Cuba…subject to certain limitations
Although these changes revise the licensing policy for certain types of exports, the United States continues to maintain a comprehensive embargo on trade with Cuba. The export and reexport to Cuba of all items subject to the EAR still requires a BIS license, unless authorized by a license exception or exempted from license requirements.
There is a general policy of denial for exports and reexports to Cuba of items subject to the Export Administration Regulations (EAR). However, there are exceptions to the general policy of denial, some of which are listed below:
• Medicines and medical devices, whether sold or donated, are generally approved.
• Items to ensure the safety of civil aviation and the safe operation of commercial aircraft engaged in international air transportation are generally approved.
• Items necessary for the environmental protection of U.S. and international air quality, waters and coastlines, including items related to renewable energy or energy efficiency, are generally approved.
• Telecommunications items that would improve communications to, from, and among the Cuban people are generally approved.
• Items to meet the needs of the Cuban people, including items for export or reexport to state-owned enterprises, agencies, and other organizations of the Cuban government that provide goods and services for the use and benefit of the Cuban people, are reviewed on a case-by-case basis.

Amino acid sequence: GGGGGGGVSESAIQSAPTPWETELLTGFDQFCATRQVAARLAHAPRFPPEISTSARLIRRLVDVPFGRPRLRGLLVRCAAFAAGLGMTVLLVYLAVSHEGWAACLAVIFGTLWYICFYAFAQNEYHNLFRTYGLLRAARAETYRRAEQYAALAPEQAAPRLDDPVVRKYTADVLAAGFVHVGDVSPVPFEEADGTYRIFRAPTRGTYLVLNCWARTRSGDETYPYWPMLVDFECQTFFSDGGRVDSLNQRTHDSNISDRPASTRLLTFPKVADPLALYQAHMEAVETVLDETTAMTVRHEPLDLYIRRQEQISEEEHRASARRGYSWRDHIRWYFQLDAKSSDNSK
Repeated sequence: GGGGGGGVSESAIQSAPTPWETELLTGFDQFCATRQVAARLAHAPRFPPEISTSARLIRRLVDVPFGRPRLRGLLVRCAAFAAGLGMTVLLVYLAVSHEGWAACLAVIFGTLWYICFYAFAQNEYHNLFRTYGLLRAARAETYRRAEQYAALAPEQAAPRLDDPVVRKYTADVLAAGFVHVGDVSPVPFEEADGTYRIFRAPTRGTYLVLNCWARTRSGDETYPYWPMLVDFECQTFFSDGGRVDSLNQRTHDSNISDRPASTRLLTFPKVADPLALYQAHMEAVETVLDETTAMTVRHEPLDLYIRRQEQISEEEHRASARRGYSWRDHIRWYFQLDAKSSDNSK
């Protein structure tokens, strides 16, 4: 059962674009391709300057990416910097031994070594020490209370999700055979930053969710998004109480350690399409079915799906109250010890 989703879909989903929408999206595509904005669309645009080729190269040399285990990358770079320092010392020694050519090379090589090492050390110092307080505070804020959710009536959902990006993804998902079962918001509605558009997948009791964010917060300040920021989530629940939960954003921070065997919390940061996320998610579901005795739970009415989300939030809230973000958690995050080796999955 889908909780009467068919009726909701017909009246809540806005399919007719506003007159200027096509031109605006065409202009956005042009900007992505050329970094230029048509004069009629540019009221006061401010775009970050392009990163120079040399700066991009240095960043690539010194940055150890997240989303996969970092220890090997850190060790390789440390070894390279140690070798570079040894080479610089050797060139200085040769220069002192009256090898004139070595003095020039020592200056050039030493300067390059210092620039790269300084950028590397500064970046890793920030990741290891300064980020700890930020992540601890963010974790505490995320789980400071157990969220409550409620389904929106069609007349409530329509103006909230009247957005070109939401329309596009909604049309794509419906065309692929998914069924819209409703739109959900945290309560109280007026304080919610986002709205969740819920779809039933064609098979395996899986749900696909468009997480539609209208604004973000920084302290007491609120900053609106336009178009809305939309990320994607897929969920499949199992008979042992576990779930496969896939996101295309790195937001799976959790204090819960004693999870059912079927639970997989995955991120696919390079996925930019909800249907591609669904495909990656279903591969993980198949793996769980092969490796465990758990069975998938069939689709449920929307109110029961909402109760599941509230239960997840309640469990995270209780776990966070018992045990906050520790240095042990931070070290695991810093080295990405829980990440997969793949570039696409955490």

In addition to authorization provided under licenses, there is authorization provided by license exception, some of which are described below.
A license exception is an authorization to export or reexport under stated conditions certain items without a license that would otherwise require a license. Only some of the license exceptions or a portion thereof, are available for Cuba.
You may export or reexport to Cuba without an individual validated license if your transaction meets all the applicable terms and conditions of the available license exceptions. To determine the scope and eligibility requirements, you must review the sections or specific paragraphs of the EAR. Read each license exception carefully, as the provisions available for sanctioned countries are generally narrow.
This would be time consuming but certainly something we could offer as a service to clients for a consulting fee.
License Exception Agricultural Commodities (AGR) authorizes the export or reexport of U.S.-origin agricultural commodities to Cuba, provided that your transaction meets all of the criteria of the EAR. Please note that the commodities must meet the definition of "agricultural commodities" and must be designated as EAR99 (No license required exports). To supplement the definition of "agricultural commodities" in the EAR, the U.S. Department of Agriculture maintains a list of specific commodities that fall within the definition.
Note: You must notify the Bureau of Industry and Security prior to any export or reexport (or prior to the first of multiple shipments) under License Exception AGR. Notifications are submitted through the Simplified Network Application Processing Redesign (SNAP-R). The U.S. Government has up to 11 business days to review your transaction prior to shipment. Exporters are required to check SNAP-R or the System for Tracking Export License Applications (STELA) prior to shipment to ensure that the U.S. Government has no objections to your proposed transaction.